Momentum in Maryland's labor market continued to sputter in November, with employers adding just 100 jobs, making it the fifth month in a row with little or no job growth.
Job estimates released Friday by the U.S. Department of Labor showed the state's unemployment rate held steady last month at 4.2 percent.
That's lower than the national average of 4.6 percent. But job growth in Maryland has slowed significantly from earlier in the year, when the state appeared to finally be shaking off a slowdown related to a period of more limited federal spending.
Economist Laura Ratz, who follows Maryland for Moody's Analytics, said the earlier surge was unsustainable, given how closely the state's economy is tied to slow-but-steady sectors like health care and the federal government.
"It's kind of slowed down to its cruising speed," she said.
Since November 2015, the number of jobs in the state has increased by 1.1 percent, a gain of 30,200 jobs. That's lagging behind the nation, where jobs grew 1.6 percent year over year, according to the estimates, which are adjusted to account for seasonal variation.
Other indicators also have signaled weakness. State officials in August said they were collecting less tax revenue than expected, and later announced deep cuts to the revenue forecast. A quarterly census of employment showed 1 percent job growth in Maryland over the 12 months that ended in June. Just 15 percent of businesses surveyed by the Federal Reserve Bank of Richmond in November said they expect to hire in the next six months.
R. Andrew Bauer, a senior regional economist for the Richmond Fed branch, called the slowing job growth "significant," but said other parts of Friday's report were encouraging.
"It's a signal that I'm watching, but I'm not at this point concerned about just because more broadly economic conditions appear to be … healthier," he said.
More than 9,000 people entered the labor force over the month, without causing the unemployment rate to increase. That suggests most were able to find jobs, a portrait of the job market that Bauer said matches the confidence he's heard from employers.
Employers in Maryland's leisure and hospitality sector reported the biggest gains in November, adding 2,200 jobs over the month, followed by the public sector, where payrolls swelled by 1,900.
Manufacturing was a bright spot, with an increase of 1,100 positions. Payrolls in the professional and business services category also rose by 1,000.
Other areas showed cutbacks.
Employment in trade, transportation and utilities fell by 3,100. The construction industry shed 900 positions and financial services lost 600. Even education and health services — typically a stalwart for Maryland — fell by 400.
Friday's estimates also revised earlier figures released for October, reversing from a gain of 700 jobs to a decline of about 1,400 positions.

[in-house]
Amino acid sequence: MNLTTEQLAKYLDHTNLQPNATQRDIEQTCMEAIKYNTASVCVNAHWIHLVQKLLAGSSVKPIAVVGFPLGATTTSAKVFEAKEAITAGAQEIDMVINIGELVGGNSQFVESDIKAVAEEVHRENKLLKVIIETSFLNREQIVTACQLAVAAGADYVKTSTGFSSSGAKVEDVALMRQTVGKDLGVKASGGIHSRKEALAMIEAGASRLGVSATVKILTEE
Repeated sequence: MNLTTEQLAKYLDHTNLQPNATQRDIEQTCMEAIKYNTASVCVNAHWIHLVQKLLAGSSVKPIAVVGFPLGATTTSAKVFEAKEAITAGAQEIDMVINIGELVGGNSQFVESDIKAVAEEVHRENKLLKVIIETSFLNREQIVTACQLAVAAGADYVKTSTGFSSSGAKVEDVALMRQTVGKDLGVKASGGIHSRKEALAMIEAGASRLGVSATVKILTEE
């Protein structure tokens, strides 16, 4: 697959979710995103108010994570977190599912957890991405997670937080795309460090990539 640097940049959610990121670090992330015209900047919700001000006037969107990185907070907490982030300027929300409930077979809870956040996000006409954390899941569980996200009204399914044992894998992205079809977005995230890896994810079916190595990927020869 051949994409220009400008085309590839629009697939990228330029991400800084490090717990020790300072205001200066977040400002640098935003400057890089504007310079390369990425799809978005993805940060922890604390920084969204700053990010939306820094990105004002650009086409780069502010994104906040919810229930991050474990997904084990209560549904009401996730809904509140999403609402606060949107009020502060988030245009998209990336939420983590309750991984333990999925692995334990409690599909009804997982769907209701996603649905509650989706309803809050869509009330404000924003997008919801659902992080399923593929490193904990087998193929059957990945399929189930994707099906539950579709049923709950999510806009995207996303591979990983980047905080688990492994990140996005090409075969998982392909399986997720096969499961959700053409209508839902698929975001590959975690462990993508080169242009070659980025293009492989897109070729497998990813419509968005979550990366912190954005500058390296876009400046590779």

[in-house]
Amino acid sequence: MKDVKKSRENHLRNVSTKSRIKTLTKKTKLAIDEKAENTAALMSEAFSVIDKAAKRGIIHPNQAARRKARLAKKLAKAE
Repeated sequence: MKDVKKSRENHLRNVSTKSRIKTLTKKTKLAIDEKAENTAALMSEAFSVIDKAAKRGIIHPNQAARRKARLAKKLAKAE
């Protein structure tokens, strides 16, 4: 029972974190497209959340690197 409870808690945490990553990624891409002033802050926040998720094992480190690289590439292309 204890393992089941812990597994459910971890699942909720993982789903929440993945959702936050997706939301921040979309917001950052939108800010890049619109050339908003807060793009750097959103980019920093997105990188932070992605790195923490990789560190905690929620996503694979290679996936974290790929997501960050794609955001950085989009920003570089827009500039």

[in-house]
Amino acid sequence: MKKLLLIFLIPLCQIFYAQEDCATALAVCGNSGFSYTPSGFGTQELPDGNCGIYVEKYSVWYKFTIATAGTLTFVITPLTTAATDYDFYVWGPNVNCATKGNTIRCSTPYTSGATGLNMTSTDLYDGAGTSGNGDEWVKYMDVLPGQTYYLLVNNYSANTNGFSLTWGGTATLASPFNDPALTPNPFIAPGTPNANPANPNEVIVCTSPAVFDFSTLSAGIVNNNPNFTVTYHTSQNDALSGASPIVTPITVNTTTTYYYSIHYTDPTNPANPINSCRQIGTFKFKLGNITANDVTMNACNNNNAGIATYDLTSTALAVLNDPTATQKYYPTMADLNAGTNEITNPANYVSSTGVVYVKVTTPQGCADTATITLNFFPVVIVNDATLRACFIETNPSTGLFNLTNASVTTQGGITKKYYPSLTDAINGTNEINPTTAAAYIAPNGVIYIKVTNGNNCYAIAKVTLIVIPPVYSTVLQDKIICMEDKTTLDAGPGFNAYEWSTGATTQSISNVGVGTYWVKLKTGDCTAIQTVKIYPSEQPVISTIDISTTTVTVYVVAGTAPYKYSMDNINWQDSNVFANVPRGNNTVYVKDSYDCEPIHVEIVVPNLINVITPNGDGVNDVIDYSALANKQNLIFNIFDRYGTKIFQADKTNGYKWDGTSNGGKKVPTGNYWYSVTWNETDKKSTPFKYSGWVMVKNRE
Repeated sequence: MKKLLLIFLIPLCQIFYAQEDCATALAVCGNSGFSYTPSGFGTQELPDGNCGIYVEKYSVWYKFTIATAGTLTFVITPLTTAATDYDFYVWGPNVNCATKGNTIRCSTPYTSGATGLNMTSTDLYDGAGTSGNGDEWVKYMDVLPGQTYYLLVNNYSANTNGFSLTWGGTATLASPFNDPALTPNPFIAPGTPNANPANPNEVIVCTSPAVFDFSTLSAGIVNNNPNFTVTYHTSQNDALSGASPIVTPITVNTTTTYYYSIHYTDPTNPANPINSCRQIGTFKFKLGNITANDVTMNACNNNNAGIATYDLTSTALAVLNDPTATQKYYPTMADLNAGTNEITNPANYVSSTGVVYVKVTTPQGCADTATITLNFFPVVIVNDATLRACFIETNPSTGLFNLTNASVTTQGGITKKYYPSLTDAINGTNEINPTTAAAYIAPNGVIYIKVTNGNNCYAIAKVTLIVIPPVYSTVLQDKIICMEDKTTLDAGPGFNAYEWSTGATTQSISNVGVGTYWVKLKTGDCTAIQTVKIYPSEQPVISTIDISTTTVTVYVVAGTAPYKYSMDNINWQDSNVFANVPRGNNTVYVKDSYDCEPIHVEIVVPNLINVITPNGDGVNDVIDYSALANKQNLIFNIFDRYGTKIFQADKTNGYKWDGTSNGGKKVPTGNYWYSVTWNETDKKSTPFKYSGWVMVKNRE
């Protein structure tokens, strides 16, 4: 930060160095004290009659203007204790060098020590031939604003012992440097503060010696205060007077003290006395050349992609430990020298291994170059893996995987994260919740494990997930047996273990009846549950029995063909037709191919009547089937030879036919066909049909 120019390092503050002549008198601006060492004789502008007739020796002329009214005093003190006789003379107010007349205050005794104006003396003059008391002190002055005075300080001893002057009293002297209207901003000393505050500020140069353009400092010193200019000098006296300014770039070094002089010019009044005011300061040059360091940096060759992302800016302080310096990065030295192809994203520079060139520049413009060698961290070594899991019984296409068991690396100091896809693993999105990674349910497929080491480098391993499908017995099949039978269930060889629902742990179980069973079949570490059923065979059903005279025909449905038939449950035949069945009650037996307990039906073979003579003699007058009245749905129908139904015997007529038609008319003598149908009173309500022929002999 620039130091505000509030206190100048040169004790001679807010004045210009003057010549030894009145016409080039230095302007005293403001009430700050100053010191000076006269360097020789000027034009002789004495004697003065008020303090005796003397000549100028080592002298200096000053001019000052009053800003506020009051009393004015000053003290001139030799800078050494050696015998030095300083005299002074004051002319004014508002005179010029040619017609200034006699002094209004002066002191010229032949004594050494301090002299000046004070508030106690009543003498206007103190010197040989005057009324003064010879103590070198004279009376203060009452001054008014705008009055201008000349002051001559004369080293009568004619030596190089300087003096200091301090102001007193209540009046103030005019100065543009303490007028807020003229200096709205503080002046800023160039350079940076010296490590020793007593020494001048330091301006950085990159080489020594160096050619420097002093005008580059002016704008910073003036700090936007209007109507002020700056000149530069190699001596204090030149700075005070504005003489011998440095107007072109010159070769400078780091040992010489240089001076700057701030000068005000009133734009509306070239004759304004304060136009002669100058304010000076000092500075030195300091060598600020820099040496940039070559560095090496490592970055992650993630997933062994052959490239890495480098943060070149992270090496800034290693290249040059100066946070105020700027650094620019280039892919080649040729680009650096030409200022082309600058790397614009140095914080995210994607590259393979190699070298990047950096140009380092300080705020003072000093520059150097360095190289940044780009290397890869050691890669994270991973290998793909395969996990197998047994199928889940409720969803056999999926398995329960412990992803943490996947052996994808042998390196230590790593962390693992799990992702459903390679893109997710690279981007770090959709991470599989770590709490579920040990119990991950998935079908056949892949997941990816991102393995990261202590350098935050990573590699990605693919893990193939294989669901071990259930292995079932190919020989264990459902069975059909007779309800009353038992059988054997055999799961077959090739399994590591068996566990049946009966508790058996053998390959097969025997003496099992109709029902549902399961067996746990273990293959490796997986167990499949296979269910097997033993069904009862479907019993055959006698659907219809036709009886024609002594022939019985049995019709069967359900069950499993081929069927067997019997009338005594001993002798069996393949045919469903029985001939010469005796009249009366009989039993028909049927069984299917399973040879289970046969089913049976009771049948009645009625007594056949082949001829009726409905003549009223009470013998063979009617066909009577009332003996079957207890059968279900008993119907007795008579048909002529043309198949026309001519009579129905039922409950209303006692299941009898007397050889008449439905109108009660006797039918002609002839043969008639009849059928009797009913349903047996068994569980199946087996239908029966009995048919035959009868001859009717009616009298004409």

With more people working, it's harder for employers to make hires, Ratz said.
Businesses responding to a regular survey from the Federal Reserve Bank of Richmond have repeatedly reported difficulty finding qualified workers for more than two years.
Public officials have steered money to job training programs to try to correct the mismatch.
Justus Wamatoyi, 58, came to the U.S. from Kenya last year. A textile chemist, he was unable to find a job in his field, but he's enrolled in a course offered by the BioTechnical Institute of Maryland that trains students in lab techniques and has placed graduates at firms that include Emergent BioSolutions and McCormick & Co.
Wamatoyi said he is optimistic about his chances and hopes it will lead to other, better opportunities.
"I see there are a lot of openings in the biotech industry," he said.
The BioTechnical Institute, which is partially funded by federal and state grants, has seen inquiries from employers increase, in fields that range from lab techs to advanced manufacturing, said executive director Kathleen Weiss.
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"It's pretty strong," she said. "This is an industry that's growing and that overlaps other industries."
Economist Anirban Basu, CEO of Sage Policy Group, said Friday's reports may overstate some of the job growth, but he said some weakness could be caused by the low or stagnant wages paid by many of the new jobs.
"A lot of people focus on the quantity, but the quality of jobs being added is not extraordinary," he said.
A new spurt of job growth may be on the way, with businesses expecting tax cuts and deregulation from Washington under President-elect Donald Trump, said Terry Clower, director of the Center for Regional Analysis at George Mason University.
But in the long term, it's less clear what kind of impact Trump's policies will have on Maryland, especially if he targets the federal workforce for cuts, Basu said.
"It's tough to see which way it will shake out at this stage," Ratz said. But it "will definitely, I think, be felt in Maryland one way or another."